Putting Testers to the Test: Who to Trust
Implementing the latest testing approaches using cutting-edge tools doesn’t guarantee that you won’t miss deadlines, overlook software issues, and launch a product riddled with user flaws. Why? Because great testing isn’t about “the how” but “the who”. We break down the 6 most common testing options so you can decide who to trust.
Testing: a crucial step in delivering quality software requiring time and expertise.
Done right, you launch an application that works as users expect, operates on a variety of operating systems, browsers and devices, responds under demanding and extreme workloads, and provides a flawless user experience. You might already know that cutting corners can cause major consequences, but have you considered that it’s not just about testing approaches but the people behind them that truly makes the difference?
Although there are a lot of talented contractors for hire, it can be a steep time investment to get them on board. Let’s say you contact 3 consulting firms and each sends you 5 contractor resumes. Of those 15 resumes, there’s a strong chance that a percentage of those candidates don’t fit what you’re looking for, or they end up taking another job while you’re still deciding - starting the resume review and interview process over again.
Key Takeaway: The time searching for and interviewing candidates is usually underestimated by 97%. Don’t forget that on boarding also takes about 2 weeks.
It’s true, offshore testing is a cheaper method than onshore testing. But, is it really worth the cost savings once you factor in increased communication issues, security risks, and an industry turnover rate of 35%? Also consider that it may take 2 offshore testers to do the work of one onshore tester due to the disparity of knowledge and language and communication barriers. Working in different time zones may give the illusion of round-the-clock project work, but early morning and late evening project conference calls can be challenging.
Key Takeaway: If cost is the only thing that you’re basing a decision on, than offshore is for you. Just don’t forget to consider the true cost of offshore testing and not just the hourly rate. If it’s a critical or extensive project, consider the inherent risks.
Sure, User Acceptance Testing (UAT) is part of the testing lifecycle, but it’s only a small sliver. Even if business users are familiar with their needs for the software, do they really have enough time away from their daily job responsibilities to perform extensive and thorough testing? Will they cover all possible business scenarios or just focus on those most frequently used? And are their tests documented and repeatable for future software releases?
Key Takeaway: Even if business users have time to test, they probably aren’t interested and definitely are not disciplined in testing.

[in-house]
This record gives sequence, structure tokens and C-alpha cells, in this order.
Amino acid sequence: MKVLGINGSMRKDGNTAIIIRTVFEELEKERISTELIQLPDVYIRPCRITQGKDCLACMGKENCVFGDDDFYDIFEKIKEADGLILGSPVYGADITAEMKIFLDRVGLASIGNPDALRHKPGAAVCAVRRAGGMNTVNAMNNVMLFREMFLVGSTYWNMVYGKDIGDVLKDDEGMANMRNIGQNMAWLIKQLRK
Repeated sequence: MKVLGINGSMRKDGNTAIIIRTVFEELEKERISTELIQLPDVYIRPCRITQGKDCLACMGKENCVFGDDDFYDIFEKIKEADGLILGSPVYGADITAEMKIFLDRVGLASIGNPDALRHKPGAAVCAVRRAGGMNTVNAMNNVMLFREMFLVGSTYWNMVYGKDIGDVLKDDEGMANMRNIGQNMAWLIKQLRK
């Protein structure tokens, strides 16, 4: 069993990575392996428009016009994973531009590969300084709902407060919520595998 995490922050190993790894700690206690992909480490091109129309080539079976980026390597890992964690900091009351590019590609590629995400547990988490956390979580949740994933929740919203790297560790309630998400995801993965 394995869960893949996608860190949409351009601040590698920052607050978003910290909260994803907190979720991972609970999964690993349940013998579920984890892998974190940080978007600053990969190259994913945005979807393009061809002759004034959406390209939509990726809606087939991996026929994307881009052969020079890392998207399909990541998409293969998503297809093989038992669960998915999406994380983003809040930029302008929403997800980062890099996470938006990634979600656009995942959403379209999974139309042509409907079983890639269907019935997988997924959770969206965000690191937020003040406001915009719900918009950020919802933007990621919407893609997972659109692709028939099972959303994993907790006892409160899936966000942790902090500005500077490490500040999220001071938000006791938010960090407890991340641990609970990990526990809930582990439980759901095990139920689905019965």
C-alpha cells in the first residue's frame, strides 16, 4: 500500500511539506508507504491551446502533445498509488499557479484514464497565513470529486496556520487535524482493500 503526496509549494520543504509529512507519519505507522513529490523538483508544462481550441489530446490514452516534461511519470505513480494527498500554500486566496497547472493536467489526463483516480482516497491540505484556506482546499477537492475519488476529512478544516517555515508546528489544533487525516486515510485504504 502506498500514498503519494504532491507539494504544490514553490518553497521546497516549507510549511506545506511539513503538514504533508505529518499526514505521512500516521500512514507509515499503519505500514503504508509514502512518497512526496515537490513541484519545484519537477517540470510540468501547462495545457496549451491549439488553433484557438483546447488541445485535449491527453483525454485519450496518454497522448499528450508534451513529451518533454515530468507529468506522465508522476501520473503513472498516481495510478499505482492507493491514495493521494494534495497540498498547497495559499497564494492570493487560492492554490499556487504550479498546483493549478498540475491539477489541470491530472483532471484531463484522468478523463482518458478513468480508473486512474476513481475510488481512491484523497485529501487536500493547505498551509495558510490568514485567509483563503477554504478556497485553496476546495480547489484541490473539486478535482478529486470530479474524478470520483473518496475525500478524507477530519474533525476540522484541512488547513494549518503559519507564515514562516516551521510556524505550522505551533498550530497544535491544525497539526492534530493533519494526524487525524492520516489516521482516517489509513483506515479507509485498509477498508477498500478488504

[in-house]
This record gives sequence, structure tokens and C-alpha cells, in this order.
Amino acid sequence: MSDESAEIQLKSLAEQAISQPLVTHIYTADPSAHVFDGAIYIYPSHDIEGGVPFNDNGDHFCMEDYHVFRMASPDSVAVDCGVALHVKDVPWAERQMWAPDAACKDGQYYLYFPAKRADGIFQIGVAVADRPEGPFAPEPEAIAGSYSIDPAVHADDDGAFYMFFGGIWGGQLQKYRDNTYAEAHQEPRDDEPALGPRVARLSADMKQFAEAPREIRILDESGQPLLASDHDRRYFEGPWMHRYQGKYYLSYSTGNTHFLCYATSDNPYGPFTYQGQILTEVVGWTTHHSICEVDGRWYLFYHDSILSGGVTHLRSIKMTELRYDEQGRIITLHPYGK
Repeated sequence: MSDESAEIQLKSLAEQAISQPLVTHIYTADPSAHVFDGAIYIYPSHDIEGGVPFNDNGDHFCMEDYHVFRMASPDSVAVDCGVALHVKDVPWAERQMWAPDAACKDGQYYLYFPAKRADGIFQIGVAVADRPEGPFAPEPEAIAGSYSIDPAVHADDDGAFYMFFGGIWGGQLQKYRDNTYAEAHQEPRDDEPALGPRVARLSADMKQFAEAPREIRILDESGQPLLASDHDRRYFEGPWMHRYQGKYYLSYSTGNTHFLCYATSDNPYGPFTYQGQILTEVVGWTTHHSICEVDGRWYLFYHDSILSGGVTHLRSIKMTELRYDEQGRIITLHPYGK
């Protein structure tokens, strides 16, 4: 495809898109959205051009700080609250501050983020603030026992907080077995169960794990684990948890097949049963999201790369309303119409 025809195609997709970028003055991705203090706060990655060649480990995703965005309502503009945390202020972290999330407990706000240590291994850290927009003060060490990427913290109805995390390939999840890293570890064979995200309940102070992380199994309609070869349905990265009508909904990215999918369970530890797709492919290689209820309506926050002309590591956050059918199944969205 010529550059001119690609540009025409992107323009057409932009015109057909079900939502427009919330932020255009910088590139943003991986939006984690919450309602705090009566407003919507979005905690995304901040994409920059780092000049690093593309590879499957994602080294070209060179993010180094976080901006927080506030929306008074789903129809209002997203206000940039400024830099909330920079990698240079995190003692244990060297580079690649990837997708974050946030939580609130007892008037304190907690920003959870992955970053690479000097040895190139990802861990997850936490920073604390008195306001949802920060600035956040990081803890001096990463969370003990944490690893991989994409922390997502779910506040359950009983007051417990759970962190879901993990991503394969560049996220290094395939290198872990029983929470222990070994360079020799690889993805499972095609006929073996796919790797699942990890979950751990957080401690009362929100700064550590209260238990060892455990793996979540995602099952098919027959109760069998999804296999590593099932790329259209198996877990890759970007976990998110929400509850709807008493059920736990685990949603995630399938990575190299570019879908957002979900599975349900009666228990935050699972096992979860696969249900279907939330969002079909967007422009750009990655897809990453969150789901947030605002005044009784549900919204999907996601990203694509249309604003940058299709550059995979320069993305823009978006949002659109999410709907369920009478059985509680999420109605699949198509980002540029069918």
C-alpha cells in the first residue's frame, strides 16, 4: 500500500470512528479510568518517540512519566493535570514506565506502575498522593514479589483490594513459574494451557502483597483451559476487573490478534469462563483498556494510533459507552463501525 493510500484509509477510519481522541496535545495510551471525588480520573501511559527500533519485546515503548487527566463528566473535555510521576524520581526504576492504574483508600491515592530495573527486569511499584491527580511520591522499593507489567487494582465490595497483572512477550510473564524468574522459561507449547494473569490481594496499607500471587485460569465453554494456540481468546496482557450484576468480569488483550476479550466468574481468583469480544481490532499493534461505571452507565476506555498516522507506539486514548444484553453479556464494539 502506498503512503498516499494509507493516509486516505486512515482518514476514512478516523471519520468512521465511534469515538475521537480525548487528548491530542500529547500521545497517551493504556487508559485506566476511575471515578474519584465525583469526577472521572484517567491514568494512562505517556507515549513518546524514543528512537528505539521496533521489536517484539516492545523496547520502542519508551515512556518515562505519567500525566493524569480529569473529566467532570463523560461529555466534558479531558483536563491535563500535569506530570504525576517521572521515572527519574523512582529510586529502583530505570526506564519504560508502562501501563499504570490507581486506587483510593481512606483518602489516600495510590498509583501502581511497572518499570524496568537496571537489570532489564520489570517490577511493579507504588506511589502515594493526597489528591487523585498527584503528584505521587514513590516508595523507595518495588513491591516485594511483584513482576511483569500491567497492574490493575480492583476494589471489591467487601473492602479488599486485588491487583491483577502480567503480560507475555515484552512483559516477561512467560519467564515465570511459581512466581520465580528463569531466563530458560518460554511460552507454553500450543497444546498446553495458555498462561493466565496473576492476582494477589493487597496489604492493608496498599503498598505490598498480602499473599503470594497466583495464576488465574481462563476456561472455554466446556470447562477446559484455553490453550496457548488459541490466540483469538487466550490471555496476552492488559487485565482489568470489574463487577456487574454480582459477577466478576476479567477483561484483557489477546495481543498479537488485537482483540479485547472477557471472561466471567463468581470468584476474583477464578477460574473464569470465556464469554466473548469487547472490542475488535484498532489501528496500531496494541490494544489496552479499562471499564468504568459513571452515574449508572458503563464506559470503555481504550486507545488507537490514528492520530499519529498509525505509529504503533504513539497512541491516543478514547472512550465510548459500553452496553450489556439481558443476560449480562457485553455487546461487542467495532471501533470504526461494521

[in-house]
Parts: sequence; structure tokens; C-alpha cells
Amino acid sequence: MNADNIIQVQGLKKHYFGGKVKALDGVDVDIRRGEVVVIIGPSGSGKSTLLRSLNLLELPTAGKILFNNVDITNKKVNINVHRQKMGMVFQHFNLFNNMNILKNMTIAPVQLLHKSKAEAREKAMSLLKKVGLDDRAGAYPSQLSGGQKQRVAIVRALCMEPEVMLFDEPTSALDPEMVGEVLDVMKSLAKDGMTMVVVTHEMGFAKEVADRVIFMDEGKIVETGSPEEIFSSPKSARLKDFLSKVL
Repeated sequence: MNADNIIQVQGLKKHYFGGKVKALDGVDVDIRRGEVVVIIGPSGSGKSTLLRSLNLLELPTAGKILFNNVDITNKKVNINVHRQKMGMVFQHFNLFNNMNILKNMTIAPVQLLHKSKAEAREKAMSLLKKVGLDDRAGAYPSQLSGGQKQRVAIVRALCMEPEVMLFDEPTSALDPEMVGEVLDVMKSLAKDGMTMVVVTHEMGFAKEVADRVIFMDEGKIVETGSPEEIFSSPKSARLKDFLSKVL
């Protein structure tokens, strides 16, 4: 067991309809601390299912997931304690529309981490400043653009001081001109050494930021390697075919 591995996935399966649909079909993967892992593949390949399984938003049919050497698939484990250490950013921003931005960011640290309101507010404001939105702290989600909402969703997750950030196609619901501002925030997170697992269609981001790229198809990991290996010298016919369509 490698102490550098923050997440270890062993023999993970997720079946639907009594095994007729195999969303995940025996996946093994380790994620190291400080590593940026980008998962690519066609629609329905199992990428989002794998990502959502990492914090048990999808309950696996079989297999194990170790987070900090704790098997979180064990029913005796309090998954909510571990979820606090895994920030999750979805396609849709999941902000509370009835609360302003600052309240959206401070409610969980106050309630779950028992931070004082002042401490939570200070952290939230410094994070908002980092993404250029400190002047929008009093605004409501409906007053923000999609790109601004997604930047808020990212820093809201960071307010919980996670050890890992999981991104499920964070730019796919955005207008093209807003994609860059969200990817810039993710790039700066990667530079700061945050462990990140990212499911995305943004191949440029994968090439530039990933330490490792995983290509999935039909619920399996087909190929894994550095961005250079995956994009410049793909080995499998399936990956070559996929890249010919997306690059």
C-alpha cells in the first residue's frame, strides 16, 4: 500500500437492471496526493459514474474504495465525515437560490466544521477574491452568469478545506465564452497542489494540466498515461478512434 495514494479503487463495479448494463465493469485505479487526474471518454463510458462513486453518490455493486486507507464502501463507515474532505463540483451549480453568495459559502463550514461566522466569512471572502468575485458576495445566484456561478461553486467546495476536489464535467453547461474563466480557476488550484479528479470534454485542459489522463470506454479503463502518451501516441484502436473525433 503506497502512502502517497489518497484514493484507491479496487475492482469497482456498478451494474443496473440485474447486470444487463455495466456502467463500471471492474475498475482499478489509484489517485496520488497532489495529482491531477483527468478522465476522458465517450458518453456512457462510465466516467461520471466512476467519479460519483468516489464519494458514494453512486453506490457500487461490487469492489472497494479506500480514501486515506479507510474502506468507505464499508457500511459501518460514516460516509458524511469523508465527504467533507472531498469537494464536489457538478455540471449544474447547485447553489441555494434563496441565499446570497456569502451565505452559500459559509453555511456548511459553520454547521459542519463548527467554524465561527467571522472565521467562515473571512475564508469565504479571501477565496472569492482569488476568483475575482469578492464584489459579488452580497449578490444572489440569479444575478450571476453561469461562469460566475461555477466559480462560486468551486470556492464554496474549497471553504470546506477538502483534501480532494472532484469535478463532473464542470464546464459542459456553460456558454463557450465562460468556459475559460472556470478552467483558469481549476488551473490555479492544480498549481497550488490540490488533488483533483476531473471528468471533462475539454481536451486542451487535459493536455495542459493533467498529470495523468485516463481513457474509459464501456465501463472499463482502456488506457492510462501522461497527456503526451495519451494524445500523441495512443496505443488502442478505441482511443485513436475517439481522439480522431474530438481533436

There’s a fundamental difference between developers and testers. Developers love the idea of building and creating whereas testers have a mindset of finding problems and validating that the application works under many conditions. Best to leave people to do what they do best, especially when a developer’s time comes with a hefty price tag.
Key Takeaway: Developers may cost 3x more than manual UI testers.
On Staff Testers
It makes sense to use your own testing team if you have the expertise on staff. But beware! Statistics show that testers are not busy for almost 30% of the year – yet are paid regardless of their workload. If during peak times your staff is slammed with work, but sits idle when you hit a valley, perhaps it’s time to reconsider this option, too.
Key Takeaway: Testing naturally ebbs and flows. Do you mind paying for a team if they have nothing to test?
We’ve broken down almost all your testing options, but there’s one last solution to consider…
On Staff Testers
Ready to address your testing needs when you need it, onshore testing teams can quickly scale up to meet your demands. Here’s what to look for:
Right Personality. A savvy testing team has an inquisitive and ‘what if’ mentality and makes sure the application works as designed and meets all customers’ needs.
Right Tools. Testers need to have access to multiple mobile devices, have automated and manual testing practices, and offer standardized metrics and reporting. They must have business and technical knowledge.
Flexible. Testers can work remotely or onsite and should fit seamlessly into an agile or waterfall environment.
Consistent. Low turnover rates can mean that teams retain company-specific business and application knowledge from one project to the next.
One Last Takeaway: Who tests is a big deal. It’s the people who influence the success of your project, the quality of your software, and impact on your time and your pocketbook. It’s time to meet critical deadlines and secure positive reviews – even if your application never leaves your company’s firewall.